Gleick is concerned with the paradox that within this relatively new chaos, so upsetting to the order that physicists, astronomers, and biologists had learned to expect, the computer makes it possible to discover a new kind of order. This is the reversal of expectation that in literature we know as peripety, that unsettling surprise that, however it may threaten the perceived universe of a particular character, ultimately serves the achieved order of the work, which may be said to thrive on the disorder that opposes a simplistic solution to problems of plot, character, and theme. The experience of great literature, grounded as it is on the concrete nature of reality, is the repeated experience of this paradox so that the peripeties of Sophocles’s Oedipus Rex and Shakespeare’s King Lear are prefaces to the unsettling peripeties of Einstein, Heisenberg, and Bohr.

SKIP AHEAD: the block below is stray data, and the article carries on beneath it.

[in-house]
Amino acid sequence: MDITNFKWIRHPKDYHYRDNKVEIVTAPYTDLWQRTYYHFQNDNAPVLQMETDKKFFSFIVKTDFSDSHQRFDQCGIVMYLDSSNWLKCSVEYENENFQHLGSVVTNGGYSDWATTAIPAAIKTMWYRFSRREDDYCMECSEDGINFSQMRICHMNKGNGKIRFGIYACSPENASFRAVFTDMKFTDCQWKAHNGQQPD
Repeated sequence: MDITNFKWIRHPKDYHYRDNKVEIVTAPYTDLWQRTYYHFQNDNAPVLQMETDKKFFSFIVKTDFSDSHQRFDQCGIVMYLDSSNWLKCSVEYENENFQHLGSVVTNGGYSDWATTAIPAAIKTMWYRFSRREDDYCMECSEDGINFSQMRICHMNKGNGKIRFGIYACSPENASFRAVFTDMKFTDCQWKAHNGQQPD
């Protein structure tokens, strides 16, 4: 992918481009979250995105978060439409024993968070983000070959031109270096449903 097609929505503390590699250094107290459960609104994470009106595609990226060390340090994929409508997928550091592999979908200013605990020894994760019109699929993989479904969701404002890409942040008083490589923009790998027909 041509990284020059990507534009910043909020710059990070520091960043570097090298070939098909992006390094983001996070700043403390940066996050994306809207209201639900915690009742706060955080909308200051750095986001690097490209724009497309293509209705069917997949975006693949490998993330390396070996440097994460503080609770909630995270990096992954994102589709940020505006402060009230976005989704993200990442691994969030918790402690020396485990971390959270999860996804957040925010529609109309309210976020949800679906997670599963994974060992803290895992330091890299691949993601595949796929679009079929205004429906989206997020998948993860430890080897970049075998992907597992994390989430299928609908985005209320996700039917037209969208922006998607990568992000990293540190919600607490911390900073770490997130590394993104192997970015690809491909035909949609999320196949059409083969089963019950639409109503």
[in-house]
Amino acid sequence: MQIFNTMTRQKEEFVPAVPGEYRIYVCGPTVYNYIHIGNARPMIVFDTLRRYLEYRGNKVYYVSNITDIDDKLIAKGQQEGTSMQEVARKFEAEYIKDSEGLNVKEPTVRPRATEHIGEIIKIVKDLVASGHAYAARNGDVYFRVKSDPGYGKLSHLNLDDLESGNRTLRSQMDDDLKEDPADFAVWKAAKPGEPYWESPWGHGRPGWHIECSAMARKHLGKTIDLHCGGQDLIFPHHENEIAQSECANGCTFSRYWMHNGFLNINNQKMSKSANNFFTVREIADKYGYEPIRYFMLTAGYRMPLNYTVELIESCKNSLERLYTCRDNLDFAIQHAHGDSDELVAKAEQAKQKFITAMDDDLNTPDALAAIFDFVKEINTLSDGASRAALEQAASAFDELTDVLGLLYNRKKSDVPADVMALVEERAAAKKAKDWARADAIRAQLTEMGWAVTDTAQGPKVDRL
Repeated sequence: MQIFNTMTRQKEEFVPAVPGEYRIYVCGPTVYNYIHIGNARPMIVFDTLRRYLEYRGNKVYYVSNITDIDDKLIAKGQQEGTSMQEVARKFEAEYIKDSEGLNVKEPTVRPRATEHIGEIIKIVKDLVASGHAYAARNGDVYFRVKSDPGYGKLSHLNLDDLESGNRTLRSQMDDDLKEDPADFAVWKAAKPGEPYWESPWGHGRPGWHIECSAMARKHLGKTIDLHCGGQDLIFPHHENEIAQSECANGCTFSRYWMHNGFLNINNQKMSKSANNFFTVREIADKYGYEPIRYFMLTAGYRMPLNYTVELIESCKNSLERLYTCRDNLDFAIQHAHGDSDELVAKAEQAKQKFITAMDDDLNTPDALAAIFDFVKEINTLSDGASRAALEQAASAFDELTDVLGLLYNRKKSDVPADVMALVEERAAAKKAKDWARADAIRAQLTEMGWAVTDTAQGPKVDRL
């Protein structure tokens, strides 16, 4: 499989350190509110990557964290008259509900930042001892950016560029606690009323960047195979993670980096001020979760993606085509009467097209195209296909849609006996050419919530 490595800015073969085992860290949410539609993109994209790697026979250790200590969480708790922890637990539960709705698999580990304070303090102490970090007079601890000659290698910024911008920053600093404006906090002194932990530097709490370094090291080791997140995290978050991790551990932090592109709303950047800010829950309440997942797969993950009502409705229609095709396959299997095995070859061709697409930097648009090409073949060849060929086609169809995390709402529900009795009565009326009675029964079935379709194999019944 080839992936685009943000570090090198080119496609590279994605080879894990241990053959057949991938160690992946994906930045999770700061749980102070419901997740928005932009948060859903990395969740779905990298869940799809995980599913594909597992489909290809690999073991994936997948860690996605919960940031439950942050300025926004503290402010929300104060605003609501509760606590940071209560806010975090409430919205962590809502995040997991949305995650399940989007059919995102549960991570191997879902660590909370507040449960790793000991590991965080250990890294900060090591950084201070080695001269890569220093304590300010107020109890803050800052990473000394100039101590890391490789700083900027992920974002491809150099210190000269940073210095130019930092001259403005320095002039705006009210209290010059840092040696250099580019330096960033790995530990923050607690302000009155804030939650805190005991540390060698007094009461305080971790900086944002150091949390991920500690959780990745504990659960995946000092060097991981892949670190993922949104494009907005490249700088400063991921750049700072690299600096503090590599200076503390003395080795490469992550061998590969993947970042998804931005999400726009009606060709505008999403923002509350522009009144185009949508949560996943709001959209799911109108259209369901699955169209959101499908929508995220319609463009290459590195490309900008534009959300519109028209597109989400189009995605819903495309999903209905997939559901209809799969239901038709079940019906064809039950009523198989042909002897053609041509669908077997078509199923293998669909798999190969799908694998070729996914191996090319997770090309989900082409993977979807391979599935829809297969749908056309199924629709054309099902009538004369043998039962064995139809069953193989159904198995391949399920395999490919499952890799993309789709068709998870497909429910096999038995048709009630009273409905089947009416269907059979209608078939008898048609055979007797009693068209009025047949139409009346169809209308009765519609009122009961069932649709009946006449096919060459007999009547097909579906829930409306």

With paradox we are in the ample territory of irony, and literature is the prescientific school of ironic perception. After Sophocles, Shakespeare, and Stevens we are well prepared for the “sensitive dependence on initial conditions” that in chaos theory is given the poetic name of the Butterfly Effect: “the notion that a butterfly stirring the air today in Peking can transform storm systems next month in New York.” Gleick sees this magnifying effect of small changes in folklore, but a literary person, and certainly humanistic scientists like Whitehead and Nobel laureate Erwin Schrodinger, are more likely to be struck with the butterfly effect of Desdemona’s handkerchief in Othello, Achilles’s wrath in Homer’s Iliad, and Eve’s eating of the apple in Milton’s Paradise Lost (“all nature felt the shock”), or of Marcel’s tasting of the madeleine dipped in herb tea in Proust’s Remembrance of Things Past. And where more than in Hamlet, set in a particular place and time with a limited cast of characters interrelated in quite specific ways, do we experience the mysterious and ironic disproportion between mere spatial dimension and the immensely more extensive structural and thematic dimension that characterizes the fractal that figures so prominently in chaos theory?